Welcome to the forum!
First of all, what exactly do you mean by “a GRUB partition”? Using the correct vernacular is essential.
There are two ways of installing/booting a GNU/Linux operating system on a modern
x86-64 computer, namely…
- native UEFI boot
- CSM (legacy BIOS compatibility) boot
Now, the chosen installation/boot method also has its repercussions on the type of partition table that is to be used.
Although native UEFI boot in theory supports a legacy MS-DOS/MBR partition table, in practice, not all UEFI implementations do, and therefore the advice is for such a system to use a GPT, also known as the GUID partition table. A system booting in native UEFI mode requires an EFI system partition of about 512 MiB, formatted as
vfat (FAT32), marked with the
esp flags, and mounted at
Systems that boot in legacy BIOS mode however can be installed on either a GPT-partitioned drive or an MS-DOS/MBR-partitioned drive, but there is a catch if you’re going to use GPT. In that case, a legacy BIOS installation that uses GRUB as the boot loader needs a special unformatted partition of type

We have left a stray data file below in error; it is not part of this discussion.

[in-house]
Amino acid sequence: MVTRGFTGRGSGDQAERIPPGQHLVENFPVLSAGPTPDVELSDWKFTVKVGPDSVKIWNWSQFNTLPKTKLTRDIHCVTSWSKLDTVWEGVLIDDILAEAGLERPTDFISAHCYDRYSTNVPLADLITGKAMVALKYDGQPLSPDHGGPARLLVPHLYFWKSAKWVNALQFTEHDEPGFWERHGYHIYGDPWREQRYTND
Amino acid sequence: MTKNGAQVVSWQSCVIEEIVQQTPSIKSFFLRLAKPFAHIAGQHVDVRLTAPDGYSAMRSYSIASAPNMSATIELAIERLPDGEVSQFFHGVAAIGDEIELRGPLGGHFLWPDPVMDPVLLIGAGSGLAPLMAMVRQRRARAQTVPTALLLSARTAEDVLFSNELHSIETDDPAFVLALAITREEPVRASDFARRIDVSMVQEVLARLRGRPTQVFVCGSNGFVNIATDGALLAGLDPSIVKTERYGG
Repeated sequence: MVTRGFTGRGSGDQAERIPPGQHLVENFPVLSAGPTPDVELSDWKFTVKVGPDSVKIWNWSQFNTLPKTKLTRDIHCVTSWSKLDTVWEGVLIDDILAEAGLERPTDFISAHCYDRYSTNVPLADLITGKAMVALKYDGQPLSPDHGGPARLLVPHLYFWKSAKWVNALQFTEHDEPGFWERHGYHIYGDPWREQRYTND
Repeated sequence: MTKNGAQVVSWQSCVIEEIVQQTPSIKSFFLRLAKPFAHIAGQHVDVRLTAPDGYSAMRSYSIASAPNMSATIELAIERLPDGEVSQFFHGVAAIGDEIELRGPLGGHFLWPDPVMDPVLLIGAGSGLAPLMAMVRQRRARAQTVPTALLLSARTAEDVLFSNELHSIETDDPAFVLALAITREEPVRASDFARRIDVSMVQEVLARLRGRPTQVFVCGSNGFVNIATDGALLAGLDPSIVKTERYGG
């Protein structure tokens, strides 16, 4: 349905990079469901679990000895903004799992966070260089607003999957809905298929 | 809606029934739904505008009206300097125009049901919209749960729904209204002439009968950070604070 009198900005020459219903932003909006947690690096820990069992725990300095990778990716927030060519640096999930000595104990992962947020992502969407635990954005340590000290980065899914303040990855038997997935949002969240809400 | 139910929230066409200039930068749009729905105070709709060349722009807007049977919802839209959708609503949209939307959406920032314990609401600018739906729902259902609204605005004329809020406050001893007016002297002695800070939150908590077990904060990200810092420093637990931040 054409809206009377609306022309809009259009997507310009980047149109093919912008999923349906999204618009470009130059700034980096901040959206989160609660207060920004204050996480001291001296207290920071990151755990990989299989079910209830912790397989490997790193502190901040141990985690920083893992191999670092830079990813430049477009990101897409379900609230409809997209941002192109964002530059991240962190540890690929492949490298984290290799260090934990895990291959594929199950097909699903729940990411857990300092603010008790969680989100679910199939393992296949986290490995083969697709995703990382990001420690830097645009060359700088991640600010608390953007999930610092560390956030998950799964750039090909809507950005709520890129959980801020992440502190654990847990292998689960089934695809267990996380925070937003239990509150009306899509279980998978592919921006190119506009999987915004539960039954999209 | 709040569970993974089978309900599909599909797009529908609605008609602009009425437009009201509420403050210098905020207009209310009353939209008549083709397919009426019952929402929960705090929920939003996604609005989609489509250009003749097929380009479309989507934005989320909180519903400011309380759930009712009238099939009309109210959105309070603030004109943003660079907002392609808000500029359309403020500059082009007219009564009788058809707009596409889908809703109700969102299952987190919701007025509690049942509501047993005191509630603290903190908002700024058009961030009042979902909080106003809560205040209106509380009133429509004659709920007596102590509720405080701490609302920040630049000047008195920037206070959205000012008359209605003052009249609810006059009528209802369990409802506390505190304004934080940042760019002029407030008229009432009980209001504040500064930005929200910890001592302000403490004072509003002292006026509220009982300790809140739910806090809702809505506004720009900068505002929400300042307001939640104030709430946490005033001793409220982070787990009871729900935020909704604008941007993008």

bios, about 2 MiB in size, and with the
boot flag set. This partition is not mounted anywhere, because it doesn’t have a filesytem on it, but it is needed in order to stop GRUB from overwriting partition boundaries on a GPT-partitioned drive.
So far the theory. So which scenario applies to you? You say you have Microsoft Windows 10 on your computer, and Windows 10 requires UEFI boot. It therefore stands to reason that you have a GPT-partitioned drive, and that your system boots in native UEFI mode. By consequence, you would have an EFI system partition on your drive, not an unformatted
bios partition, and if this partition is gone, then you can boot neither Microsoft Windows nor GNU/Linux, because the EFI system partition contains the UEFI boot manager entries for all installed operating systems.
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